Draft Fuel Poverty Strategy for Scotland 2018
The draft fuel poverty strategy sets out the policy development of the Fuel Poverty (Target, Definition and Strategy)(Scotland) Bill and the draft Fuel Poverty Strategy for Scotland 2018.
The Housing (Scotland) Act 2001
The first Fuel Poverty Statement was published by the Scottish Executive in 2002 under section 88 of the Housing (Scotland) Act 2001.
Legislative requirements of the Housing (Scotland) Act 2001 require Scottish Ministers to update the Fuel Poverty Statement every four years by setting out the measures which the Scottish Government and local authorities have taken, are taking and intend to take for the purpose of ensuring, so far as reasonably practicable, that persons do not live in fuel poverty. The next update must be published by the end of 2018 and we have therefore included it in this Draft Strategy.
This Draft Strategy is clear that, to date, a wide range of activity has accompanied significant Scottish Government investment to drive forward a reduction in fuel poverty levels across Scotland. Given their key strategic role and depth of local knowledge, local Councils continue to be a cornerstone of our ambition to eradicate fuel poverty.
Delivery at a Local Authority Level
All local authorities are making significant efforts to tackle fuel poverty by strategically identifying and prioritising fuel poor areas to deliver a range of insulation measures to private sector properties; making partnerships with a range of organisations; and developing schemes to deliver advice and engage further with householders. From April 2013 to March 2017 Scottish local authorities have spent around £228 million of Scottish Government funding through the Home Energy Efficiency Programmes for Scotland: Area Based Schemes. In 2016/17 alone, under these schemes councils were also able to take advantage of over £8 Million in Energy Company Obligation ( ECO) contributions.
In total, across all of our Area Based Schemes between 2013 and 2016:
- over 81,000 energy efficiency measures were installed helping to aid over 77,000 households;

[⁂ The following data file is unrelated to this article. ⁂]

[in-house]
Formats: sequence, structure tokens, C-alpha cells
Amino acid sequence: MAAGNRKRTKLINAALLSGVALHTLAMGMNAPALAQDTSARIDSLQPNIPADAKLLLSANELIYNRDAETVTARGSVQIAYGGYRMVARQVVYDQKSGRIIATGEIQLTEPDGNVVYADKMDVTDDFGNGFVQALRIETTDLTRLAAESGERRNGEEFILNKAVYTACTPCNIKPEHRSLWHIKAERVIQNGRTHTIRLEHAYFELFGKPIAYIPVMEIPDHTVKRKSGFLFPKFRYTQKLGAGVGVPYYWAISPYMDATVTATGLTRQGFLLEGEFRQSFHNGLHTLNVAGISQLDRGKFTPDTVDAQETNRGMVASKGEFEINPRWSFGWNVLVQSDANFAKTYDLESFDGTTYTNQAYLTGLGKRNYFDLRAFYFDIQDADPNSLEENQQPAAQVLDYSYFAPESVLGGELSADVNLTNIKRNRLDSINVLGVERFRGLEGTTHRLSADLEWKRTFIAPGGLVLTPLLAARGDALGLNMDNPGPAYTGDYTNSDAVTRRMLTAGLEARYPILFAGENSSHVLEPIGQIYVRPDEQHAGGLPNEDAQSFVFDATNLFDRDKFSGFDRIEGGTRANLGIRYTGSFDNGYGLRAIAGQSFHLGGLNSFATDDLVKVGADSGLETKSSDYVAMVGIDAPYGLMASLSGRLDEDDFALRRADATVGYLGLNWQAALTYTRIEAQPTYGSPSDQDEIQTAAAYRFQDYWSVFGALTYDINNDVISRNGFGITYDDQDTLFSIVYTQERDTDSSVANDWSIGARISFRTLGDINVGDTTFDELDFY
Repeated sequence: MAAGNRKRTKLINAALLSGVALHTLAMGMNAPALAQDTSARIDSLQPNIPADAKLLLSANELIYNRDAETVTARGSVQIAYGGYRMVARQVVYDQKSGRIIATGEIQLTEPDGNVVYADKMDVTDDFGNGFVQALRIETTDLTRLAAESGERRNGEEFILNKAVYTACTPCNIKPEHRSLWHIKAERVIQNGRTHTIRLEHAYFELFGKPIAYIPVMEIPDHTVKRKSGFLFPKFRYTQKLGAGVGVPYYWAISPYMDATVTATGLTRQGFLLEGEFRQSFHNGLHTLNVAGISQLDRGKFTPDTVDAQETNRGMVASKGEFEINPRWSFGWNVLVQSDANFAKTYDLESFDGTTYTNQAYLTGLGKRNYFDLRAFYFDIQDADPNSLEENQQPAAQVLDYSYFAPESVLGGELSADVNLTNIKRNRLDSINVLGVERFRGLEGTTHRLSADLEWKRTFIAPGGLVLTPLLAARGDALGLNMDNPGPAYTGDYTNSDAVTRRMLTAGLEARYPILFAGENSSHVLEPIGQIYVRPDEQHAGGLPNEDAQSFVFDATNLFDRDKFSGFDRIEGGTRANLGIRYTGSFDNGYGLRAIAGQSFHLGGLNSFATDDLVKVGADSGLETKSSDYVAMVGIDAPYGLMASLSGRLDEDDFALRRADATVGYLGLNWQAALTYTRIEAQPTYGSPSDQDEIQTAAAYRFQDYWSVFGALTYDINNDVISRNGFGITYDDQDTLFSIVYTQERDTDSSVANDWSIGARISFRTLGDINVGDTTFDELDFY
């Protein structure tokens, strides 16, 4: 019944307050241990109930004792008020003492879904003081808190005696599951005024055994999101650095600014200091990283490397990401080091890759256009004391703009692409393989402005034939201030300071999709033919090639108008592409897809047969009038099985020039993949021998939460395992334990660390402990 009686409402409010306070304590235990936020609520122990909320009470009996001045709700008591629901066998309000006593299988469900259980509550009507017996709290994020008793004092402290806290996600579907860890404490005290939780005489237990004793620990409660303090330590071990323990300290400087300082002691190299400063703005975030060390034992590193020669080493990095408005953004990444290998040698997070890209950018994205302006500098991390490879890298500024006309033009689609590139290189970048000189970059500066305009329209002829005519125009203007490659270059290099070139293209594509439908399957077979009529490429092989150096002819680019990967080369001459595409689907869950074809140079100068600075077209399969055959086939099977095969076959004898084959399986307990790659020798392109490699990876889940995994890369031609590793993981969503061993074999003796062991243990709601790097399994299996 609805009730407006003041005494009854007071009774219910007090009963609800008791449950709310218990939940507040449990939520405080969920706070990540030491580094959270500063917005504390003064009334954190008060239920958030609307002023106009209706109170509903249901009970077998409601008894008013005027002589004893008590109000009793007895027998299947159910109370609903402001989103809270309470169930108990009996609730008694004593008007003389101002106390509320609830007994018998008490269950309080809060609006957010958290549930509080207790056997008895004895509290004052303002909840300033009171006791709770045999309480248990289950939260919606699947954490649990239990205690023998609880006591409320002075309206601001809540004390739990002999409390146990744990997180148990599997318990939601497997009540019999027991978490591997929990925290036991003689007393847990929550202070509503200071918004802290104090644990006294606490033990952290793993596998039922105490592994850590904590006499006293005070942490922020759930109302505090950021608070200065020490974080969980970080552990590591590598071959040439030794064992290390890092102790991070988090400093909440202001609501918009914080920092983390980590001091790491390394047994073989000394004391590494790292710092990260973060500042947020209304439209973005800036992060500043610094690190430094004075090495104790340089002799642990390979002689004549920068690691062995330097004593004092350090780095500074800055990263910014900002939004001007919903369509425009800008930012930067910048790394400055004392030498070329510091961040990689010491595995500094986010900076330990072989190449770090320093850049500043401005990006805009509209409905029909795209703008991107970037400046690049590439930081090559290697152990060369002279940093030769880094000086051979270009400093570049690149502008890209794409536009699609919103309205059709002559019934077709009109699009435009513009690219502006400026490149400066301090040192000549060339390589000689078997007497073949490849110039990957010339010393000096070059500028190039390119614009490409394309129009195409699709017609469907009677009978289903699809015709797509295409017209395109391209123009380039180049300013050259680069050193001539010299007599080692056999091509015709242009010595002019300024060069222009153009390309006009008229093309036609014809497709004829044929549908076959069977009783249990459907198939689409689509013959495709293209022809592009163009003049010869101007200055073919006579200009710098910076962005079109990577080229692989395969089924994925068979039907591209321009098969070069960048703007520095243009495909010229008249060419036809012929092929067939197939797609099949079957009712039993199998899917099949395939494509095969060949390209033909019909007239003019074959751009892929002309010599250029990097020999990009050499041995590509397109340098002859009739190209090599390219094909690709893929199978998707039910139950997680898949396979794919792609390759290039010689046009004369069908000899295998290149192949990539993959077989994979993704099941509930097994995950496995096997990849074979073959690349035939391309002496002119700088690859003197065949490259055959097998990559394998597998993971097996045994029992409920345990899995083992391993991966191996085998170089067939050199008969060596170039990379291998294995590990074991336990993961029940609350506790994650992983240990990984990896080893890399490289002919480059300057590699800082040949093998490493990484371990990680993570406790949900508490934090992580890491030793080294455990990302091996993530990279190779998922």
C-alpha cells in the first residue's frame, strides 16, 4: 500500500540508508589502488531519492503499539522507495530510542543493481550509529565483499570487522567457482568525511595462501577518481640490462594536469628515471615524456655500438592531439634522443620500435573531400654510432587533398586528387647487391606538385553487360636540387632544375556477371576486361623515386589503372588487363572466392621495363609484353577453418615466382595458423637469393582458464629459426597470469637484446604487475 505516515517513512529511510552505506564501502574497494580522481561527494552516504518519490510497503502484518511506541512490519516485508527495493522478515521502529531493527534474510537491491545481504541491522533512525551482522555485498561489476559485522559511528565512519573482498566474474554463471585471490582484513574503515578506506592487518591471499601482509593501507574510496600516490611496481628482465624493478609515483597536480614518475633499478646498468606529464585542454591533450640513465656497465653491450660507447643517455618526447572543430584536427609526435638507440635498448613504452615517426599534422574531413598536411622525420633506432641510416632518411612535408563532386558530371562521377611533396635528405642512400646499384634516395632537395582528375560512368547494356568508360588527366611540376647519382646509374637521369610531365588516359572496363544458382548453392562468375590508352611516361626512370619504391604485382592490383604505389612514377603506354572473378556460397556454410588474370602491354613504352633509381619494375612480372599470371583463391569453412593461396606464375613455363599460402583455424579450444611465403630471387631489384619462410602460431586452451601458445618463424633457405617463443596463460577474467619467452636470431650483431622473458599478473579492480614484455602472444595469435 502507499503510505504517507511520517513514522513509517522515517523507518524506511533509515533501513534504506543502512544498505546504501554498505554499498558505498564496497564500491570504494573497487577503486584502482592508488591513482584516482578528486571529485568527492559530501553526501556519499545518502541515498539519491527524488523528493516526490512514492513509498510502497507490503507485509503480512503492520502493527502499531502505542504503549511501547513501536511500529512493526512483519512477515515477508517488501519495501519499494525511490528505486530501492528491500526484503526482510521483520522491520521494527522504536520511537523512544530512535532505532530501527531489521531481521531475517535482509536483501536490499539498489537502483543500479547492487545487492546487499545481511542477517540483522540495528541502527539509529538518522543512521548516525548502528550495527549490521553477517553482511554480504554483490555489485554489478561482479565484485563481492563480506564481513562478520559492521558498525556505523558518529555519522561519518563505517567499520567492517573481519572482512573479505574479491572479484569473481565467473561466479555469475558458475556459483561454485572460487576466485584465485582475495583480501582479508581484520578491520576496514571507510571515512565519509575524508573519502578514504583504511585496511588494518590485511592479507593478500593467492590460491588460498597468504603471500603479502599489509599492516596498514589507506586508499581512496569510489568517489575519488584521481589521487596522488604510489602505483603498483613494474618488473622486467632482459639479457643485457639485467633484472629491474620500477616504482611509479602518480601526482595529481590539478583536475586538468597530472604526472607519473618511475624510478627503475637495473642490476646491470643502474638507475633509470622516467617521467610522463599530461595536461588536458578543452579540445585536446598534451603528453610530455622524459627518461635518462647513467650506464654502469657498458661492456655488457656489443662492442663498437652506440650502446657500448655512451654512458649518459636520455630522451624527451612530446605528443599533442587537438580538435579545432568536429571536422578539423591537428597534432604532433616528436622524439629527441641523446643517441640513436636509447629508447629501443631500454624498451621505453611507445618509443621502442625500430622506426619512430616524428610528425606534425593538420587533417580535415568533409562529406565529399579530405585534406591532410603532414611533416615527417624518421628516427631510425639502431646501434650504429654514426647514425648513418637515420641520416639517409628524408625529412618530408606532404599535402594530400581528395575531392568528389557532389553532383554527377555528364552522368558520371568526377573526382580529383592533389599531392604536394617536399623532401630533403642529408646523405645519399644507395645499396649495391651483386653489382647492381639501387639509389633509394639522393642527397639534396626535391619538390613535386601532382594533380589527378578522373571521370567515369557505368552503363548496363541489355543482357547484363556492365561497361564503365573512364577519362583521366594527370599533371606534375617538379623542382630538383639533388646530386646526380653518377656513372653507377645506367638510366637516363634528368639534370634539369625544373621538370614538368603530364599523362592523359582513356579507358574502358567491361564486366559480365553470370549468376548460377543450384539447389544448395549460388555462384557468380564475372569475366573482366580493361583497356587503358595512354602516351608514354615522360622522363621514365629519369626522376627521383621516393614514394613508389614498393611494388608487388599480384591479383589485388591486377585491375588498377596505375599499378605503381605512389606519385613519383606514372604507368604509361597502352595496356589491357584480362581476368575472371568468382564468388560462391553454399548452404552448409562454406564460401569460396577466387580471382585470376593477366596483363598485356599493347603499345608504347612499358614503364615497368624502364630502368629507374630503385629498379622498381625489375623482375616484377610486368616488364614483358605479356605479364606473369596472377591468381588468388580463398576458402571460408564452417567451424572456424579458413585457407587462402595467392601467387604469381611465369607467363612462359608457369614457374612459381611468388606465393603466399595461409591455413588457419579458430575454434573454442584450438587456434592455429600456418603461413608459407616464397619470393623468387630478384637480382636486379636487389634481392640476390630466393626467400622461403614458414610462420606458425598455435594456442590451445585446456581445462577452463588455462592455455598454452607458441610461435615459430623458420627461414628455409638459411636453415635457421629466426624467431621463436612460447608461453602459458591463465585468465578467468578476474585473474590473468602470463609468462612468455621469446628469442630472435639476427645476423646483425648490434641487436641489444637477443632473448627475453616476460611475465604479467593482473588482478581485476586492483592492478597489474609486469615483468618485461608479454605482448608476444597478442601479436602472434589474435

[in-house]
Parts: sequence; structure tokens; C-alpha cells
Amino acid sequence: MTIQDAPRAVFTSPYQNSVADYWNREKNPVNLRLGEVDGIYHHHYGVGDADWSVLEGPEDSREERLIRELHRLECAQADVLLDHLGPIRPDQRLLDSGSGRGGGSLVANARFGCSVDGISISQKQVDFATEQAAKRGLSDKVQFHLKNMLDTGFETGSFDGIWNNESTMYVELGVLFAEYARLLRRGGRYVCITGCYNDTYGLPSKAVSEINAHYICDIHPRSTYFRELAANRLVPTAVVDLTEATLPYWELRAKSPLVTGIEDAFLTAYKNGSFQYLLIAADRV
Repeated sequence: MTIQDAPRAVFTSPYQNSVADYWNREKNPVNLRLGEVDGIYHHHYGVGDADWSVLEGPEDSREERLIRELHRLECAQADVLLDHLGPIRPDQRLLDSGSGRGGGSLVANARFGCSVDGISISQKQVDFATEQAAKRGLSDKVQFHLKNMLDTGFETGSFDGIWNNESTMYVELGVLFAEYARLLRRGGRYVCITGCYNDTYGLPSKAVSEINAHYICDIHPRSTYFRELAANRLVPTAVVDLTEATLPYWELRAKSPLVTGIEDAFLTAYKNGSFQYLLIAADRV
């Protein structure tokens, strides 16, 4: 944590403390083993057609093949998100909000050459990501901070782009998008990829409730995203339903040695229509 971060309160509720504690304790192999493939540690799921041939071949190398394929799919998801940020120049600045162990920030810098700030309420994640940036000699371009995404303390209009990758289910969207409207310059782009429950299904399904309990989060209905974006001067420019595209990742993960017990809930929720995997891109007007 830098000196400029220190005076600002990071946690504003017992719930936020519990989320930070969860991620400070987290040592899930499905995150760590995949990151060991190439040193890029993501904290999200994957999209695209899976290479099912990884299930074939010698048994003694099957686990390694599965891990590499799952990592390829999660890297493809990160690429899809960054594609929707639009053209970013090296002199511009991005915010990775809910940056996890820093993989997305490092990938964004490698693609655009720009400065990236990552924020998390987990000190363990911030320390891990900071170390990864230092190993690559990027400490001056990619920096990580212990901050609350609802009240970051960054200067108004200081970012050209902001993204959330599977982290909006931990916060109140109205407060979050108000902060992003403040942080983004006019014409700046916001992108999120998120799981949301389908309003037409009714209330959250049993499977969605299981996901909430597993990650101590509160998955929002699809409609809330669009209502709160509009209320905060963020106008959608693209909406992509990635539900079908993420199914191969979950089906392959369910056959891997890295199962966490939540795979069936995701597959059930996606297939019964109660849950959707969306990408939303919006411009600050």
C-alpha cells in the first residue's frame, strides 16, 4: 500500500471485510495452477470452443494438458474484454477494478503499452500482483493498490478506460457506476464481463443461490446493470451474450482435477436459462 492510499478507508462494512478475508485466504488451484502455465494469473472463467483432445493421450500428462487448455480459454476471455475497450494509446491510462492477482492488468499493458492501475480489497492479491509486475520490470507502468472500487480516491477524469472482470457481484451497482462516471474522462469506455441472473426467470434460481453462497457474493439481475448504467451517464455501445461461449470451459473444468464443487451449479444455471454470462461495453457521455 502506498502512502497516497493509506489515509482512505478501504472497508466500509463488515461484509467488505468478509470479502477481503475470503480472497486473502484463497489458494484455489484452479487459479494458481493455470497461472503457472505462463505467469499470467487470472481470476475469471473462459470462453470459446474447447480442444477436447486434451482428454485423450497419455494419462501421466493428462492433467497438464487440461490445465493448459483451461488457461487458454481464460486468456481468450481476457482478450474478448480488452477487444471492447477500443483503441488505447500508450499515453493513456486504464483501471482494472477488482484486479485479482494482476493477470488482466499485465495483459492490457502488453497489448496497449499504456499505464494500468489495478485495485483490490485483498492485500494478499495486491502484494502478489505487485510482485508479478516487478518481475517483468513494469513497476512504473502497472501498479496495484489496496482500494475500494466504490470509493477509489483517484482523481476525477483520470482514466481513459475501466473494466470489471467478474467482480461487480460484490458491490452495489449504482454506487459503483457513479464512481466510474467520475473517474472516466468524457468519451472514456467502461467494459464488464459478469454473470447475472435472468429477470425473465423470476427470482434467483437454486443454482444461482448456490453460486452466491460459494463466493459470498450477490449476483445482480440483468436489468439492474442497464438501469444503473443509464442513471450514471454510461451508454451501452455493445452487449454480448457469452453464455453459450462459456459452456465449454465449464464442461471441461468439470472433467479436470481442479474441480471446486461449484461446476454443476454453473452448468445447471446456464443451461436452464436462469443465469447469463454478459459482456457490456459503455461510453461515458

- the gain in household incomes, over the lifetime of the measures installed was estimated to be in the region of £488 million; and
- the estimated CO2 savings over the lifetime of the measures installed was estimated at 2.42 million tonnes.
A number of local authorities are also looking at new and innovative approaches to address fuel poverty, including by introducing renewable technologies; considering local energy supply options; and through creative ways to provide advice and information.
North Ayrshire solar panel retrofit programme
Under this project, tenants and their families in up to 500 Council properties will have rooftop solar panels installed on their properties, which will be installed, owned and supported by the Council. These systems are expected to generate sustainable electricity over a minimum period of 20 years —electricity that can be consumed by tenants at no cost.
Through this programme, North Ayrshire Council aim to tackle one the underlying causes of fuel poverty by reducing the amount of electricity individual tenants import from the distribution network. Initial estimates project that a typical household could see a reduction of over £100 on their annual electricity bill, with the opportunity to increase this through proactive changes in behaviour.
Scottish Borders Home Energy Hub
Scottish Borders council, alongside Changeworks and using Scottish Government Energy Efficient Scotland pathfinder funding, have set up a local “Drop in shop” for energy efficiency advice in Peebles town Centre. This hub links local residents with home energy advice and funding streams.
Within the first three months of operation, this has led to 67 full home energy check audits by Home Energy Scotland, and an additional 56 households have been engaged at public talks and events.
Whilst it is important to reflect the breadth of activity local authorities have undertaken to reduce fuel poverty in their areas, at this time of change, we want to maintain a focus on the shift to a new approach for the future. We recognise that it has been challenging for Councils to set out the detail of their future plans in advance of clarity on the new Fuel Poverty Strategy; the new fuel poverty definition; and the statutory requirements to be take forward through the Fuel Poverty (Target, Definition and Strategy) (Scotland) Bill. All local authorities have committed to continuing to identify further actions that can be put in place to tackle fuel poverty in their areas, including through the delivery of area based energy efficiency programmes. Going forward, we are committed to working with local authorities and COSLA to develop a new and robust monitoring framework that will demonstrate effectively the activity being taken forward by local authorities and other partners.
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